WASHINGTON, Aug. 18 (UPI) — U.S. researchers say reducing runoff of plant nutrients that eventually wash into local water sources could someday be as easy as checking a weather forecast.
U.S. farmers often manage manure from their livestock by applying it to crop fields to increase soil levels of nitrogen and phosphorus, scientists at the U.S. Department of Agriculture say, but when it rains the nitrogen and phosphorus in freshly applied manure is much more likely to run off and pollute nearby water sources.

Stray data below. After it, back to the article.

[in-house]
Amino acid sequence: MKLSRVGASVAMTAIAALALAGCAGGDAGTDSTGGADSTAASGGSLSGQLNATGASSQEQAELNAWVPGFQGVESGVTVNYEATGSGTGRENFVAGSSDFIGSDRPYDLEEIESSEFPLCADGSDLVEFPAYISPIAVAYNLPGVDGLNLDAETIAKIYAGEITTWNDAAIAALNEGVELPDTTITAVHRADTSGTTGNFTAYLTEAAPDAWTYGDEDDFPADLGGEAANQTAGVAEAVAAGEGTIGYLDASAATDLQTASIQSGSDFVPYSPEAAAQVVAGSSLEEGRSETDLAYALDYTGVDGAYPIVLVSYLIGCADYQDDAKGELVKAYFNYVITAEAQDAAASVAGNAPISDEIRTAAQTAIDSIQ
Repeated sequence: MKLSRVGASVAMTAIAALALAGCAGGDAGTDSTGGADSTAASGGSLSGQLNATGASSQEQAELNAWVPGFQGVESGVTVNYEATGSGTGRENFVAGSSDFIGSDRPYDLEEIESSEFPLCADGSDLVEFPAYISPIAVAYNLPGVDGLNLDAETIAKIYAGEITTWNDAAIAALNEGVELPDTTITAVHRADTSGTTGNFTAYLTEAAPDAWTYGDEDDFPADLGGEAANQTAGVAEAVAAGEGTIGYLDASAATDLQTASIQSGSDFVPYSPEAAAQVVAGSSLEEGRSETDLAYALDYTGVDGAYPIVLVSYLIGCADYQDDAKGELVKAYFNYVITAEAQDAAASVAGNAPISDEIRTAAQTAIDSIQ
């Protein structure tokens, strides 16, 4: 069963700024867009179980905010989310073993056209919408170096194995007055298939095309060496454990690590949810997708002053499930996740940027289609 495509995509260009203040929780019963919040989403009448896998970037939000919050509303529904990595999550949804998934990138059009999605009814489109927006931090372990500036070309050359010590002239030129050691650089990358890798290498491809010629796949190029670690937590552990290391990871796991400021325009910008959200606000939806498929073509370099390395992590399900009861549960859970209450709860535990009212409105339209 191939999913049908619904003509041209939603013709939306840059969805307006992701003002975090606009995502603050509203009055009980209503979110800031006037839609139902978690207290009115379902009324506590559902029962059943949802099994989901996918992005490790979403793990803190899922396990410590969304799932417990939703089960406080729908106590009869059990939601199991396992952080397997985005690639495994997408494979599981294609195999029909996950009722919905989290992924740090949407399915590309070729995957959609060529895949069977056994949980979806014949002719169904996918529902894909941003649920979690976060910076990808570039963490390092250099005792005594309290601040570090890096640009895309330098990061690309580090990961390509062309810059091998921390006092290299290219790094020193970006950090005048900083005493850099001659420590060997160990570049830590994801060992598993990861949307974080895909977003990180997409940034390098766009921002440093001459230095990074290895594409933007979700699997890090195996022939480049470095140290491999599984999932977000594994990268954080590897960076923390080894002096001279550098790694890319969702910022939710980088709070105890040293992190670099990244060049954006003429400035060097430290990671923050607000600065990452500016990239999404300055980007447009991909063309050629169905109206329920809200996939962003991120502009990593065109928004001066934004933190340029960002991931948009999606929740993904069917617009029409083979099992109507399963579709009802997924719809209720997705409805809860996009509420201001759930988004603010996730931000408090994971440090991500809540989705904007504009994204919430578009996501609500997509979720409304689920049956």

Researchers at USDA’s Agricultural Research Service are working on the development of a Web-based “fertilizer forecast,” a USDA release said Wednesday.
The scientists want to create a tool that produces 24-hour and five-day runoff forecasts that are as user-friendly as weather forecasts, they say.
The researchers are using National Weather Service predictions of precipitation, soil moisture and other data to design a simple hydrologic model that indicates the probability of field runoff.
When their “forecast” tool is ready, they say, it will give farmers a way to optimize fertilizer runoff management and enhance water quality.
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